Bride Rovers GAA

08 June, 2020

Things Looking More Positive.


The latest news emanating from HQ in Croke Park at the weekend seems a bit more positive than earlier pronouncements.

The GAA has confirmed that the walkways around many of its club grounds will reopen on next Monday June 8th and it also appears to be preparing for an earlier return to activity than originally envisaged should the Government’s relaxation of coronavirus restrictions proceed according to plan.

“This document will require approval from the Government’s own Expert group on Return to Sport, which we continue to work with. This Expert group currently considers Gaelic games a ‘Phase 4’ (20th July) sport. That would seem to indicate that Hurling and Football games before the end of July simply wont happen but if things keep going well health-wise in the country we could see some Club Activity before the Summer is gone. The earlier GAA statement about no inter County games before October has not been rescinded or changed.


Pairc na Bride Facilities.

As part of the club's ongoing improvement of its facilities at Bride Rovers for our ever increasing numbers of players, members and visitors, a high quality CCTV system has been installed with twenty-four Hour Monitoring for your personal safety and for security. A huge 'Thank You' to members of the Club 100 Scheme as your contribution to this ongoing fundraiser has enabled us to install this system. 

Watch this space for further updates on projects planned. Thanks to all our  benefactors for your continued support. 

If you wish to join the growing number of Club 100 Members please contact Liam Barry 087 6893829.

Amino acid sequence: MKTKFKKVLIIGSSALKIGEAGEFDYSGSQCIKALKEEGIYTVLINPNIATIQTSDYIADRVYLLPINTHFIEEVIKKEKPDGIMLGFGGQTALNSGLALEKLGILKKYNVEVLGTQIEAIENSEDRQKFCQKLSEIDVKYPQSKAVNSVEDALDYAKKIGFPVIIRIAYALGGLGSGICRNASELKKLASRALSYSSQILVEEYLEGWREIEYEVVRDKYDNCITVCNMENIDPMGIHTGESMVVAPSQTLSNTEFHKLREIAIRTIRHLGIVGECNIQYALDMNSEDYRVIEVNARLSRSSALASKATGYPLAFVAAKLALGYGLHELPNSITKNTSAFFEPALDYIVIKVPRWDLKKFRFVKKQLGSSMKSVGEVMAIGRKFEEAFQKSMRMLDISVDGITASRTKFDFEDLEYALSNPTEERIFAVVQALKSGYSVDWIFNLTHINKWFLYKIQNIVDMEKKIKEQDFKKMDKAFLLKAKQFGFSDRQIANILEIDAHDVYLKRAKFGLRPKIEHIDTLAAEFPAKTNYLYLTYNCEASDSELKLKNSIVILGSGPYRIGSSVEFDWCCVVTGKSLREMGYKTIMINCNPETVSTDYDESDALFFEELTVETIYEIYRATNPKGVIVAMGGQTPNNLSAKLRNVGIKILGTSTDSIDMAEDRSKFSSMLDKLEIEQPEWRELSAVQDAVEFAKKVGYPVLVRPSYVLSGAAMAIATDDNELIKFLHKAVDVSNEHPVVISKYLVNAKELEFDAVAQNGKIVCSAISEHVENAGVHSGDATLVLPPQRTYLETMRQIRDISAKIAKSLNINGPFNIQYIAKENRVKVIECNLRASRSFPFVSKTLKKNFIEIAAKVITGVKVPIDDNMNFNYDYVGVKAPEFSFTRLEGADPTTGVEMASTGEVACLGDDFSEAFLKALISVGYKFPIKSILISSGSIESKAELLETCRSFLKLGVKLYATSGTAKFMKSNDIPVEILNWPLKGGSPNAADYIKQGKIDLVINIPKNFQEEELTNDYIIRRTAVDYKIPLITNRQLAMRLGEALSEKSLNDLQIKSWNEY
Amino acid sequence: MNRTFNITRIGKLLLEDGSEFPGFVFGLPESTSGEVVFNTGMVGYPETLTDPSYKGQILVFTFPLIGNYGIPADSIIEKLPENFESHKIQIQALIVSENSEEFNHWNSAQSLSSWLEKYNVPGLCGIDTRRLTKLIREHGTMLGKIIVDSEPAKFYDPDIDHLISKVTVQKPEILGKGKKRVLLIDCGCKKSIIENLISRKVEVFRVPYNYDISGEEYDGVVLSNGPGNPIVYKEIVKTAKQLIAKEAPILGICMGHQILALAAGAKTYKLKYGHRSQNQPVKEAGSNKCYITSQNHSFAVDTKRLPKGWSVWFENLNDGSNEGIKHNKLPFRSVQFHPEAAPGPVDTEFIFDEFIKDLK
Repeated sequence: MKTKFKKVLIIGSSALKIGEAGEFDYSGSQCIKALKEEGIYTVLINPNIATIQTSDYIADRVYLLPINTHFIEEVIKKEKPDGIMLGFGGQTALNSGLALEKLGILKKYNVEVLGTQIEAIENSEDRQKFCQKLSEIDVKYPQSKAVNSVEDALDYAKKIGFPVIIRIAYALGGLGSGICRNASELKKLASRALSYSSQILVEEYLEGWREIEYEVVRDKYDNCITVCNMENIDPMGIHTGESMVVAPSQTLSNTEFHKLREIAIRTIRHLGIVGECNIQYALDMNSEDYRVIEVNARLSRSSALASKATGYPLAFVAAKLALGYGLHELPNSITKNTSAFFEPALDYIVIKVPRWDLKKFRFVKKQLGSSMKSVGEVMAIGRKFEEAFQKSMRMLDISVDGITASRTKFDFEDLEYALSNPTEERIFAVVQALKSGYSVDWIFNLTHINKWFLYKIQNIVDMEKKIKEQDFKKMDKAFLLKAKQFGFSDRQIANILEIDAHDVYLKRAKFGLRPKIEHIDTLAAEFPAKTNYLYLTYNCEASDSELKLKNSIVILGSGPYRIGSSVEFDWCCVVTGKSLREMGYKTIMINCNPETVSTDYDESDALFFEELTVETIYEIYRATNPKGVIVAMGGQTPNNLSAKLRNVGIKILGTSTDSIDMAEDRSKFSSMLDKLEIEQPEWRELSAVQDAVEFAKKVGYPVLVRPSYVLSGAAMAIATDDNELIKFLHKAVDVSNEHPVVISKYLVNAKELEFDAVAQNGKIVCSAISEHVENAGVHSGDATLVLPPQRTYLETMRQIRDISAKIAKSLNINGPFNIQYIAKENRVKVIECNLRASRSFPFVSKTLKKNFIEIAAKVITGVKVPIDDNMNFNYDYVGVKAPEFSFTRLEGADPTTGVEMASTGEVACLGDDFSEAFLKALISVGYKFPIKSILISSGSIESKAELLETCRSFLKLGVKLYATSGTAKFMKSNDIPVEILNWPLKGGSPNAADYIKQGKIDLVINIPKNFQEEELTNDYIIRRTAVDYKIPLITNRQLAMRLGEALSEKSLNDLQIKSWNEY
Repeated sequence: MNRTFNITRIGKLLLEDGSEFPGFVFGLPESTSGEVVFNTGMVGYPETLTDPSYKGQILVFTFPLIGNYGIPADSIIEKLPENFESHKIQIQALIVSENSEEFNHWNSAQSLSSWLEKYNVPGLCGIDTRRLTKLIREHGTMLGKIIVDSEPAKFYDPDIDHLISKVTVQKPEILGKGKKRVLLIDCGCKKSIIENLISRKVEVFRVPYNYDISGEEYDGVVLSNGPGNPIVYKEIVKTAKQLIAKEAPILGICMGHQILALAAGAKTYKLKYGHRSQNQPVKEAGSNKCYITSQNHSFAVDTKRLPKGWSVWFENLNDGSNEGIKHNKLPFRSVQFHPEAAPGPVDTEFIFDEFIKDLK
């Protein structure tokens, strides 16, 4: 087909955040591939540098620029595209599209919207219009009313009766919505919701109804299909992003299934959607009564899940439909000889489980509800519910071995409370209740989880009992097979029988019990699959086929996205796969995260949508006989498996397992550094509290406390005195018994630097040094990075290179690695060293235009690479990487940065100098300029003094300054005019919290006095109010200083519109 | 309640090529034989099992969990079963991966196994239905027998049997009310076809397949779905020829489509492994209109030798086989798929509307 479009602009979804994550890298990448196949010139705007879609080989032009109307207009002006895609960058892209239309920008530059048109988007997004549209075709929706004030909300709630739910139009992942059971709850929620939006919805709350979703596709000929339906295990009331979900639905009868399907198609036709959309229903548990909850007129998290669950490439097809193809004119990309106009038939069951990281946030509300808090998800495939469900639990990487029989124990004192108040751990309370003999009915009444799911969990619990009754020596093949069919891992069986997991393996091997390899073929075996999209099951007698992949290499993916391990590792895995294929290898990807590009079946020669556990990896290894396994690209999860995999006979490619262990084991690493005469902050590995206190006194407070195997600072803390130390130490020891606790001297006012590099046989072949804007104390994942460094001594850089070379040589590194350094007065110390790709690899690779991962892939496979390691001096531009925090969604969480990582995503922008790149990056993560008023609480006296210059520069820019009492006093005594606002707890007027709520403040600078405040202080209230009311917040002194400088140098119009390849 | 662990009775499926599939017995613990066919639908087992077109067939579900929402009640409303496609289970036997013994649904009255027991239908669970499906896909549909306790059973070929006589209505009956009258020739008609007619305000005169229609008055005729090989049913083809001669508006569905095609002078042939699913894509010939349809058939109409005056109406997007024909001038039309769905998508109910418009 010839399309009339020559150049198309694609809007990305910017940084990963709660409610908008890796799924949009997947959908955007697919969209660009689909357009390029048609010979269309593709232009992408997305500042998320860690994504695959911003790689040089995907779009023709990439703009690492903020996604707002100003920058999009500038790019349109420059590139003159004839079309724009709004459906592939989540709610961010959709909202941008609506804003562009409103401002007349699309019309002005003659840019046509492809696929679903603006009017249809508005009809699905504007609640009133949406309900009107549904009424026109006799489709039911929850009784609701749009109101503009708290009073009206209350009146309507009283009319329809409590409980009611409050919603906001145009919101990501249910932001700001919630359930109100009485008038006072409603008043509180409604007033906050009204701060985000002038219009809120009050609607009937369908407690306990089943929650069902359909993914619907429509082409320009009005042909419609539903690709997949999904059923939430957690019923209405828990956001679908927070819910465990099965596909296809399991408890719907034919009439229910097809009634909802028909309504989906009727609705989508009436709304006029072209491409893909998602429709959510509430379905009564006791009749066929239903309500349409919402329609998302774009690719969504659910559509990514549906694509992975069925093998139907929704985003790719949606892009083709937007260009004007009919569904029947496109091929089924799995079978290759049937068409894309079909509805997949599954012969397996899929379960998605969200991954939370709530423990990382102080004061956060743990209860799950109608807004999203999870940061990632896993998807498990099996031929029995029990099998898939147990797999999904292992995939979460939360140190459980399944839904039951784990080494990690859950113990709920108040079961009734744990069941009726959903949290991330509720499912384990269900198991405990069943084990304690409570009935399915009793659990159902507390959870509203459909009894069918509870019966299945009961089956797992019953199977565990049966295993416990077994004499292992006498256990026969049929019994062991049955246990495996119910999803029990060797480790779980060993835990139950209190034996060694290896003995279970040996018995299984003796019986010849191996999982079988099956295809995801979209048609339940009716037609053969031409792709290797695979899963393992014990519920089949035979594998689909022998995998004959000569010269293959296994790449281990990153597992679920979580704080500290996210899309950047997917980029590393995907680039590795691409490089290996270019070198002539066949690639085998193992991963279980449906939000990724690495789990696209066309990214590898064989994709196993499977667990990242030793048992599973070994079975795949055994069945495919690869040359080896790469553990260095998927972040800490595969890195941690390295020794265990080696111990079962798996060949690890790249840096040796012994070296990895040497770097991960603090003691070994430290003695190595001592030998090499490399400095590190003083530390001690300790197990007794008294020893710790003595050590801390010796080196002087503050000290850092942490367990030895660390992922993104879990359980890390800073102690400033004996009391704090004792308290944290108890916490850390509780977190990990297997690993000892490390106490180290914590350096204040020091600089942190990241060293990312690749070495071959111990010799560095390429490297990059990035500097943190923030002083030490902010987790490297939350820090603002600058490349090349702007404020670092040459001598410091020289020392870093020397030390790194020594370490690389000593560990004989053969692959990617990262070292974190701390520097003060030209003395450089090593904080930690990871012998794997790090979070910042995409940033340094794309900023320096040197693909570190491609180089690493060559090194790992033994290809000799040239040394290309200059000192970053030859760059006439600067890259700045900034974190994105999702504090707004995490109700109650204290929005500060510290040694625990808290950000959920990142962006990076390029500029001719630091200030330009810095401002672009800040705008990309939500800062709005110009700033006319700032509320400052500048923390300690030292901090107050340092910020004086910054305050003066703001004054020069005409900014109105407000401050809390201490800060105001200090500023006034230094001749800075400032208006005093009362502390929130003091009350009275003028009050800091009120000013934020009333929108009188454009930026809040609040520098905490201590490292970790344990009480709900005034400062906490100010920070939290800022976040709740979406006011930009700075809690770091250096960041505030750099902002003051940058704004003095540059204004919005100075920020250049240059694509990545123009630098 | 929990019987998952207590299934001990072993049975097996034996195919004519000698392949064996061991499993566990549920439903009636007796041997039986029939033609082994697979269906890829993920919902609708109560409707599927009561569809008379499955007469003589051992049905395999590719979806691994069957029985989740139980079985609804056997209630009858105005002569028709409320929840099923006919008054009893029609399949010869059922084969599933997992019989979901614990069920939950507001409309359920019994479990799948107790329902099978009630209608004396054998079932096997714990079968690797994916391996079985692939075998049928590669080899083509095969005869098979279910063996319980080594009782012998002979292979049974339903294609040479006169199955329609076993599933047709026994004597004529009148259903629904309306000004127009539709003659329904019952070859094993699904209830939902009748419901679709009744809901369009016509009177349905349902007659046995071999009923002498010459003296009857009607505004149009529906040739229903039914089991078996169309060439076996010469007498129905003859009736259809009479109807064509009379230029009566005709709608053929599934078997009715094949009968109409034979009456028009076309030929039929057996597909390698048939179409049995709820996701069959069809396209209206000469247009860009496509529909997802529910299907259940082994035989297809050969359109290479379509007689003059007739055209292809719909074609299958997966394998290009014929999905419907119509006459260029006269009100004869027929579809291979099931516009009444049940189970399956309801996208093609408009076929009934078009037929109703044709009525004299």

Football Success in the Parish.

On Sunday August the 11th 1889 Rathcormac Senior Football team played Dromtarriffe in the O Brien Board County Final in Mallow. Due to serious 'split' in the GAA in Cork three rival and distinct County Boards were in operation the Cork Board, the O Connor Board and the O Brien Board. Though the Cork Board was the 'official' Board far more Clubs were affiliated to the other two Boards. The August 11th game was a replay. The teams had played a drawn game two weeks earlier. Rathcormac refused to [play extra time as they felt they had won the match by a point. This score was disputed and not awarded. So the replay was eagerly awaited. The game was 21 a side and no score was recorded by either team in the first half! Rathcormac kicked three points in the second half to win by 0 3 to 0 0. Patrick Murphy of Raheen-great, grandfather of James, Barry, Padraig and Brian and great, great grandfather of Liam Collins was the Captain of the winning team. There was of course the usual Objection. At the Board Meeting Dromtarriffe claimed that John Daly Captain of the Kilworth Football team had played with Rathcormac in the County Final. Mr Daly rejected this claim and was able to prove, to the satisfaction of the Board, that on the Sunday in question, he was in fact at the seaside in Crosshaven!

Amazingly it was 91 years later before the next Football  title came to the Parish. Down the years a Junior A Football tam was entered at various times but with no success. When Bartlemy Junior A Football team were beaten  by Midleton 6  8 to 0 5 on June 3rd 1951 something had to be done. Only 1 grade of Junior Football was played East Cork then. At the East Cork Convention that year the Bartlemy Club successfully put forward a motion that ' a B Grade or Novice football Championship be established in the Division' A further thirty years were to elapse before we won that particular competition.